Obama Administration Argues to Supreme Court that ObamaCare's Mandate Is a Tax, Tells Reporters That It's Not a Tax
The Obama administration's position on the tax status of the individual mandate is now perfectly clear: It is absolutely not a tax. Except that it is, when making the case for mandate's legality in a court of law. But still, it's obvious that it's not a tax, at least when the press asks if it's a tax.
In response to press questions about yesterday's Supreme Court health care case, which ruled that the mandate was constitutional as a tax, White House press secretary Jay Carney insisted today that the mandate was not a tax but a penalty. "It's a penalty, because you have a choice. You don't have a choice to pay your taxes, right?" Carney said, according to ABC News.
I wish the administration had made this clearer to the Supreme Court: Chief Justice John Roberts' majority opinion ruled very clearly that the mandate was absolutely not constitutionally valid as a penalty for failing to obey a command to purchase health coverage. According to the ruling, the mandate can be justified only as a tax on those who, for whatever reason, remain uninsured.
If we are to believe Carney that the mandate is not a tax but a penalty, then shouldn't the provision have been ruled unconstitutional?
Except, of course, that we know the administration thinks the mandate is justifiable as a tax, because that's exactly what they argued to the Supreme Court, as well as all the lower courts that heard the case. The Supreme Court's majority, unlike most of the lower courts before it, even those that ruled in favor of the mandate, bought the tax argument. But now Carney, the White House's top public spokesperson, is explicitly stating otherwise.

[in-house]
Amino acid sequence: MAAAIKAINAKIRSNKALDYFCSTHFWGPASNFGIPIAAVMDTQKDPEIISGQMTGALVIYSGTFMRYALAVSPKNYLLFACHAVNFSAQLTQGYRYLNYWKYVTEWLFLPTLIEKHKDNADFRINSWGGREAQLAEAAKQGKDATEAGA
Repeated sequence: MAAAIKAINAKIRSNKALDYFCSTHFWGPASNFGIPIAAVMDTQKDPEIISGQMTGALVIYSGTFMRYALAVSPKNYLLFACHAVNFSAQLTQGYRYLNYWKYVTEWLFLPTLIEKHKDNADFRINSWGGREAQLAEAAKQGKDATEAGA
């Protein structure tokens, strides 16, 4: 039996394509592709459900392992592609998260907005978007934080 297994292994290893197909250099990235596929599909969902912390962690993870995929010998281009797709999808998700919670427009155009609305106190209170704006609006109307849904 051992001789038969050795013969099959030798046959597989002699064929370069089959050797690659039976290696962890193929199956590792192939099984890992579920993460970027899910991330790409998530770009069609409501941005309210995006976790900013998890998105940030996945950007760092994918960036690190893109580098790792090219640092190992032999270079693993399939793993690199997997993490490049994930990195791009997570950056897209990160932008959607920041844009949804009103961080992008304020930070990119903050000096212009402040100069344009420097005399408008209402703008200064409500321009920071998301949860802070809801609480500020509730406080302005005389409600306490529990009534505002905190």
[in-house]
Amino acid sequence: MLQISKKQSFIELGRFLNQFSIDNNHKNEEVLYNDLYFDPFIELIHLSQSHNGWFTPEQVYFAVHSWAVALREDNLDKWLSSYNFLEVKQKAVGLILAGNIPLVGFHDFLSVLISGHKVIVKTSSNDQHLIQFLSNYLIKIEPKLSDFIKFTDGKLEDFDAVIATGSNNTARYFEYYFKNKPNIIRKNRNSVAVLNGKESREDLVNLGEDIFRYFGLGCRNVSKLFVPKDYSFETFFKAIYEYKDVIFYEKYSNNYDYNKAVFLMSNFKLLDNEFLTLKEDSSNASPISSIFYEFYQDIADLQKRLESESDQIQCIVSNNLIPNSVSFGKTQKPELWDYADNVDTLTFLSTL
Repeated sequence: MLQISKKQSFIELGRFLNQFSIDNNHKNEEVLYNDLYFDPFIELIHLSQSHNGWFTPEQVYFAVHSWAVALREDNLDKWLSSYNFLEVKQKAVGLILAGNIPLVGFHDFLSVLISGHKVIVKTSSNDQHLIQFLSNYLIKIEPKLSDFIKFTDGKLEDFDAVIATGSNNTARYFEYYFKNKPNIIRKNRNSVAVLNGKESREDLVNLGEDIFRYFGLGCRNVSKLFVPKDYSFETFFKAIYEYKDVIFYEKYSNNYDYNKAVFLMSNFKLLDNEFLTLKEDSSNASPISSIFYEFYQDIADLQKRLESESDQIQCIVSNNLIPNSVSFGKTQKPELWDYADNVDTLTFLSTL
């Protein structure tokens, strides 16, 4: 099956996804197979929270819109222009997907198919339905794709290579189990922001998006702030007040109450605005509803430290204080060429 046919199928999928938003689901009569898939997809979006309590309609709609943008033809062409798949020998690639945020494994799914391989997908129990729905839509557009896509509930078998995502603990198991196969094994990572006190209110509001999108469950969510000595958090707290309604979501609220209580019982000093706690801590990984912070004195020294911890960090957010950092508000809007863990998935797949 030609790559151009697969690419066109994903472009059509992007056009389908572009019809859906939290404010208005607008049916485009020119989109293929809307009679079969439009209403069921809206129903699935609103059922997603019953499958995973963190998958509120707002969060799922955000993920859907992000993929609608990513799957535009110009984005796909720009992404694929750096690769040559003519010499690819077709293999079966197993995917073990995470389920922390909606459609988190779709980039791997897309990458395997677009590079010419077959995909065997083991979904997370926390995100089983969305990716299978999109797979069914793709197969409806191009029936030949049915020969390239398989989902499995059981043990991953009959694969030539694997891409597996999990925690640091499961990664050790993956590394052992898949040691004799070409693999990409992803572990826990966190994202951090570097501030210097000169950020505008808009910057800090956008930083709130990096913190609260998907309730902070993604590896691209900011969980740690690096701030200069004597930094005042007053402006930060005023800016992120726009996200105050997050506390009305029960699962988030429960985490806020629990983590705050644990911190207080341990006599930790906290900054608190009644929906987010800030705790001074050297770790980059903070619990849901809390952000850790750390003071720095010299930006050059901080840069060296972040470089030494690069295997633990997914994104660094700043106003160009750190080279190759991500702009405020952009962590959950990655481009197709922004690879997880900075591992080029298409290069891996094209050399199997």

This is an administration that has long tried to have it both ways. President Obama himself strenously denied in 2009 that the mandate was in any way a tax. And then proceeded to stand by as his administration argued in the court system that actually it was a tax. This resulted in one federal judge scolding the administration for trying to have it both ways. In his 2010 ruling against the mandate, Judge Roger Vinson wrote:
Congress should not be permitted to secure and cast politically difficult votes on controversial legislation by deliberately calling something one thing, after which the defenders of that legislation take an "Alice-in-Wonderland" tack and argue in court that Congress really meant something else entirely, thereby circumventing the safeguard that exists to keep their broad power in check.
Yet this is exactly what the administration has done.
But I think we can resolve this: Let's all agree with the administration's repeatedly stated position that the mandate is not a tax but a penalty. And then let's all agree with the Supreme Court majority that, as a result, the mandate is unconstitutional.